Plaza Mayor de Cáceres
The Romans founded Cáceres Spain in 25 BC. Following the Romans, the Barbarians, the Visigoths, the Moors, and the Christians occupied Cáceres. Through it all Cáceres’ medieval quarter has remained remarkably intact. Today UNESCO recognizes historic Cáceres for its blend of Roman, Moorish, Northern Gothic and Italian Renaissance architecture. (more…)
The inside of the Catedral y Mezquita de Córdoba looks like a mosque…
It is not unusual for a cathedral in Andalusia to be constructed on the foundations of a Moorish Mosque. Indeed, post the Reconquista, the Spanish symbolically reasserted the supremacy of Catholicism by rebuilding mosques as churches. The Moors, as they occupied Iberia, had done the same thing: early Christian churches were recast as mosques when the Moors took control in the 8th Century. (more…)
Looking up inside Seville’s Cathedral.
Seville’s cathedral, the Catedral de Santa María de la Sede, is the largest cathedral in the world. It gets this distinction through a technicality: There are two larger churches in the world, the Basilica of the National Shrine of Our Lady of Aparecida in Brazil and the Vatican’s St Peter’s Basilica, but these structures are not seats of bishops and thus do not qualify as cathedrals. (more…)
Casa de Pilatos’ inner court: The place to be when it is hot.
La Casa de Pilatos is an Andalusian palace in historic district of Seville Spain. The house dates from the 16th Century. It is the permanent residence of the Dukes of Medinaceli. (more…)
Near a bus stop is Hospital de las Cinco Llagas, the current seat of the Parliament of Andalusia.
Many large cities throughout the world have hop-on hop-off tourists buses. We generally avoid them thinking that we are more likely to find the unexpected if we walk. One day in Seville a tout on the street told us that we could take our pooch Gigi along with us on one of these buses. There’s a pleasure in seeing the world through your dog’s nose-eyed view but taking a 25 kg canine along comes with access compromises. As a result we are always looking for things to do where we can take Gigi with us. Touring Seville via the double-decked tourist bus suddenly became an option worth considering. A few days later we boarded the bus with our occasionally well-behaved canine. (more…)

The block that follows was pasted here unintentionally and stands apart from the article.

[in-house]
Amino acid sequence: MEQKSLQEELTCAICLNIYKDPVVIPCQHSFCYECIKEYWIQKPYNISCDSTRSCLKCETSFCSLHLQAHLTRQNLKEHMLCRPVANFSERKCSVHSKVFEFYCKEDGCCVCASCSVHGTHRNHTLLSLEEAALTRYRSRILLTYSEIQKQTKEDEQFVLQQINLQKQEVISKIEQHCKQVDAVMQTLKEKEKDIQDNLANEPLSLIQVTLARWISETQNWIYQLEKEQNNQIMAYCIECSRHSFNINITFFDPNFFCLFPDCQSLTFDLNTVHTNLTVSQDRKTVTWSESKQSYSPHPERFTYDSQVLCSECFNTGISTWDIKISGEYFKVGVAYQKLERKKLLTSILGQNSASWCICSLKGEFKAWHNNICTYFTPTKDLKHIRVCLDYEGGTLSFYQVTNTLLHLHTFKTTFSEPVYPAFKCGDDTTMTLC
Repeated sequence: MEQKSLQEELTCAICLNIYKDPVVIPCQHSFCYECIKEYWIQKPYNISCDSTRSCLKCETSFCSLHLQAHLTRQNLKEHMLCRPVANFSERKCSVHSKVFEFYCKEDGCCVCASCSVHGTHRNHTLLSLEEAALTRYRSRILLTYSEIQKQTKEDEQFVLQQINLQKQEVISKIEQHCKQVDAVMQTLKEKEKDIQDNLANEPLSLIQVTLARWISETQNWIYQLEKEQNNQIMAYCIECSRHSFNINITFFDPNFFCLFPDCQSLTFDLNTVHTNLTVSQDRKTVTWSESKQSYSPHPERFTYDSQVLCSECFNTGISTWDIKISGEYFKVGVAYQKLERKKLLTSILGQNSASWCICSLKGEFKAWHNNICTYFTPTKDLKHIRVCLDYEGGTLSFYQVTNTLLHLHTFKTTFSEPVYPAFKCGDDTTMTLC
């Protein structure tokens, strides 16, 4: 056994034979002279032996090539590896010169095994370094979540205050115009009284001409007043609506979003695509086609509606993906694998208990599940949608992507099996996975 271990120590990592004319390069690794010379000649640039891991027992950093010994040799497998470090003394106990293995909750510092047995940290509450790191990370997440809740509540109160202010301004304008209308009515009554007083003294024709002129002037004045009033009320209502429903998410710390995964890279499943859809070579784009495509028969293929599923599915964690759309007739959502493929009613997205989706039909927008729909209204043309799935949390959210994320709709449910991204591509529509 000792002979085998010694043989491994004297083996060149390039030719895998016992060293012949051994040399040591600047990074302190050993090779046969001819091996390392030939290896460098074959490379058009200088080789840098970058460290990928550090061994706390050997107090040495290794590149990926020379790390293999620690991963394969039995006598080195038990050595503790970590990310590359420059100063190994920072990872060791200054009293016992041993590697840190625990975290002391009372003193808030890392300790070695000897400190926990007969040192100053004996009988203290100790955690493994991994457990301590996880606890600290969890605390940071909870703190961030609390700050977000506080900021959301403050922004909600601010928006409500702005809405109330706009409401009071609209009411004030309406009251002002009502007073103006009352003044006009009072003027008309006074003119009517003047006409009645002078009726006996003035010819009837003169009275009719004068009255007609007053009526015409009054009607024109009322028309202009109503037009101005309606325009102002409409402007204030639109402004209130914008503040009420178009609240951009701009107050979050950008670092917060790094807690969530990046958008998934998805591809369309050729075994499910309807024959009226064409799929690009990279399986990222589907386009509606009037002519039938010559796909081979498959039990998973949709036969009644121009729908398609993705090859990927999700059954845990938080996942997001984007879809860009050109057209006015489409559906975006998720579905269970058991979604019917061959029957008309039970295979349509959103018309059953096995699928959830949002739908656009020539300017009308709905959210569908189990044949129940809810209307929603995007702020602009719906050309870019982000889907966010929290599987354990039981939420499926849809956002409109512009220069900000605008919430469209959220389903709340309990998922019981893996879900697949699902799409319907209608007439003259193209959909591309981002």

Plaza de España
In 1928 Seville hosted the Ibero-American Exposition. Many participating countries built pavilions to house their exhibits. These buildings remain today and are now used for other purposes. Spain’s contribution to the exhibition, the Plaza de España, covers 11 acres and is the largest and most famous of the pavilions. (more…)
The Metropol Parasol
Supported above a plaza in the old quarter of Seville Spain is the Metropol Parasol. More of a massive sculpture than a functional building, the wooden structure shades La Encarnación Square. The structure consists of six giant mushroom-shaped parasols that are connected together to make a continuous cover over the plaza. It is claimed to be the largest wooden structure in the world and the largest structure held together by glue. (more…)
Extensive gardens surround the royal palace.
The Reales Alcázares de Sevilla was constructed in the 10th century as the palace of the Moslem governor. After the Christian re-conquest of Seville in 1248, the Spanish used the complex as a royal palace. Today the Alcázar still functions as the Spanish royal family’s residence in this city. Though it now also accommodates thousands of tourists each day, the complex retains the same basic purpose for which it was originally intended: as a residence of monarchs and heads of state. The Alcázar is the oldest royal palace still in use in Europe. (more…)
Inside Ronda’s famous bullring
Ronda in the Andalusian highlands of southern Spain is a popular tourist destination. Surrounded by steep hillsides and split by a deep gorge, the whitewashed town is protected by its geology from the encroachment of modernity. (more…)
A narrow lane inside the Albayzín.
Separated from the Alhambra by the steep sides of the Rio Darro drainage is the Albayzín, Granada’s historic Moorish quarter. Narrow lanes bracketed by whitewashed buildings criss-cross the Albayzín. It is postcard perfect Andalusia. (more…)